Kate Averett’s paper, “The Anxious Public: Disruptive Bodies, Troubled Spaces, and Anxious Response,” discussed the anxious public response that followed Bobby Montoya’s wish to join the Girl Scouts of Colorado.  Bobby, a seven year old whose assigned sex was boy but who identifies socially as a girl, was denied entry into the Girl Scout program in the fall of 2011 because he “had boy parts.”  Averett analyzed news websites that reported the story, as well as the comments that were posted in response to the news reports and found a pattern of sensationalism in the reporting and gender anxiety on the side of the public.  Averett argued that because spaces coincide with a somatic norm, when bodies that don’t fit that norm attempt to inhabit those spaces, the response is characterized by anxiety and terror.  The co-construction of bodies and spaces maintains the masculinity/femininity binary, and disruptions to the boundary threaten to destabilize the identities of individuals.  But more than this, Averett argues, the Girl Scouts’ historical role in shoring up American values means that the separation of the sexes/genders is part of the construction of a national identity. Thus, individual gender anxieties become national gender anxieties.  Questions for further discussion to Adjepong’s paper include how we can theorize gender presentations without returning to traits or characteristics embedded in the body, and how Sojourner Truth’s “Ain’t I a Woman” speech might inform contemporary discussions of the intersection of race and gender.  Questions for further discussion to Averett’s paper include to what extent “strange” bodies in spaces are required to construct somatic norms, how much anxiety around identity and Girl Scouts is a future oriented fear, and how Bobby Montoya’s racial identity contributes to the anxiety her presence produces.

Happy Holidays from UT Austin Sociology

It’s always a pleasure to enjoy kicking off the holidays at the historic Littlefield Home. As we bring the semester to a close, celebrating our community of friends and colleagues, it’s good to take time to refresh and look forward to a new semester of challenges and good cheer. View a movie of our: 2012 Holiday Party. Season’s Greetings to one and all from the Sociology Department at the University of Texas at Austin.

Intersections: Women’s and Gender Studies in Review Across Disciplines call for submissions

Intersections: Women’s and Gender Studies in Review Across Disciplines has just published its ninth issue. Earlier this month, four current editorial staff members, Amy Lodge, Michelle Mott, Vivian Shaw, and Maggie Tate, hosted a round table discussion about working on an interdisciplinary journal. At the round table, the editors discussed the process for crafting an interdisciplinary call for papers, the procedure for producing the journal from the call for papers to the publication, and the move from a print journal to a web-based journal.

Intersections was founded in 2002 by graduate students in the English Department and the Center for Women’s and Gender Studies. Over the last several years, a number of Sociology graduate students have served as editorial staff members, contributors, and peer-reviewers. The current staff also consists of graduate students from the Center for Women’s and Gender Studies, Radio-Television-Film, American Studies, and African and African Diaspora Studies. As Amy, Michelle, Vivian, and Maggie walked us through the CFP for Issue 9: Gender and Social Justice and for the current CFP for Issue 10: Media(ting) Genders and Sexualities: Identity, Representation, and Politics in Media, they discussed how the editorial board works to find language that is broad enough to attract a wide array of submissions, but is specific enough to articulate a general theme. Choosing key terms that both reflect the editorial board’s interests and speak across many disciplines (recognizing that certain terms take on different meanings within various scholarly fields) is very challenging.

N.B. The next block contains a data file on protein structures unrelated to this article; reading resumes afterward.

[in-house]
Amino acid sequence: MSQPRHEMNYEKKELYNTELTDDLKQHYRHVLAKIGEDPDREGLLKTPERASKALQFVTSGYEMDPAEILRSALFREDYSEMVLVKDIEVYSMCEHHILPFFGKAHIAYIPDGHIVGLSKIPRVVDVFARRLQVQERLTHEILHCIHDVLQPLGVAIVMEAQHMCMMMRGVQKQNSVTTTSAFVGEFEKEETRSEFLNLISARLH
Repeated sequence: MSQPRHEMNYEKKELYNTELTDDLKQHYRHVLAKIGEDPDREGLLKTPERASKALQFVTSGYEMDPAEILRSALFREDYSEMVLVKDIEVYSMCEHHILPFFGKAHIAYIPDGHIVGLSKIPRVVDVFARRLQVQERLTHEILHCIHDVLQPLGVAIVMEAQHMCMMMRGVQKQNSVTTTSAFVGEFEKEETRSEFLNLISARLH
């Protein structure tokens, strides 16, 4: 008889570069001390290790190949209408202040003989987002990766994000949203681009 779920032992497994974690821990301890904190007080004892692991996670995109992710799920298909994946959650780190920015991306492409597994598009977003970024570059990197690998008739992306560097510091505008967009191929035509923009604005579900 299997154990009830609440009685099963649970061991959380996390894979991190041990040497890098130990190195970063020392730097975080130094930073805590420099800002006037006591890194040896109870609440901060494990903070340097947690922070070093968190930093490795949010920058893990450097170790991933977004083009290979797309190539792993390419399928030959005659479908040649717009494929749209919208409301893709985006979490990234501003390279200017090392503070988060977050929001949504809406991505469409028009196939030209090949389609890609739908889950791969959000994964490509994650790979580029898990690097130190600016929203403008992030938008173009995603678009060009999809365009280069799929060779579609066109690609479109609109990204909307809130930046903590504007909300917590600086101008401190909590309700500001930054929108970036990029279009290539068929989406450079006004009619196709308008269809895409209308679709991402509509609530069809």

The current issue and last two issues are available in print copy (at no cost). You can obtain a copy by emailing: In addition, the current issue is available to view online at: The Intersections Editorial Board are accepting submissions for article abstracts, book reviews, and creative submissions until December 1, 2011. See Call for Papers below for details:

CFP: Media(ting) Genders and Sexualities: Identity, Representation, and Politics in Media
Intersections: Women’s and Gender Studies in Review Across Disciplines is an interdisciplinary graduate student publication welcoming work from current graduate students. We are committed to the interdisciplinary research of women’s and gender issues and are affiliated with the Center for Women’s and Gender Studies at the University of Texas at Austin.

The journal encourages scholars in all fields to contribute scholarly essays, book reviews, and creative writing relating to this issue’s theme, Media(ting) Genders and Sexualities: Identity, Representation, and Politics in Media. We expect that this theme will inspire submissions that put gender and sexuality in conversation with intersecting identities of race, economic class, disability, nationality, and indigeneity, and encourage submissions on all forms of media.
Submissions might address, but are not limited to, the following topics:

● Representations of gender, sexuality, and race
● Property, authorship, and expression in local and transnational contexts
● Queering media
● Space and the body in media
● Social media and popular culture

The deadline for 200 – 300 word abstracts is December 1, 2011. We use a digital Open Journal System for submissions. To submit your abstract, please make an account on our website: You will be able to track your submission through your account. Questions should be sent to editors at
Completed papers and artwork are due by February 1, 2012. All submissions should include the author’s name, institution and department, contact information, title of submission, and word count. Scholarly essays and creative writing should be less than 5000 words.  For book reviews, please email for a list of possible titles. Book reviews should be between 750 –1250 words and include publication information about books reviewed.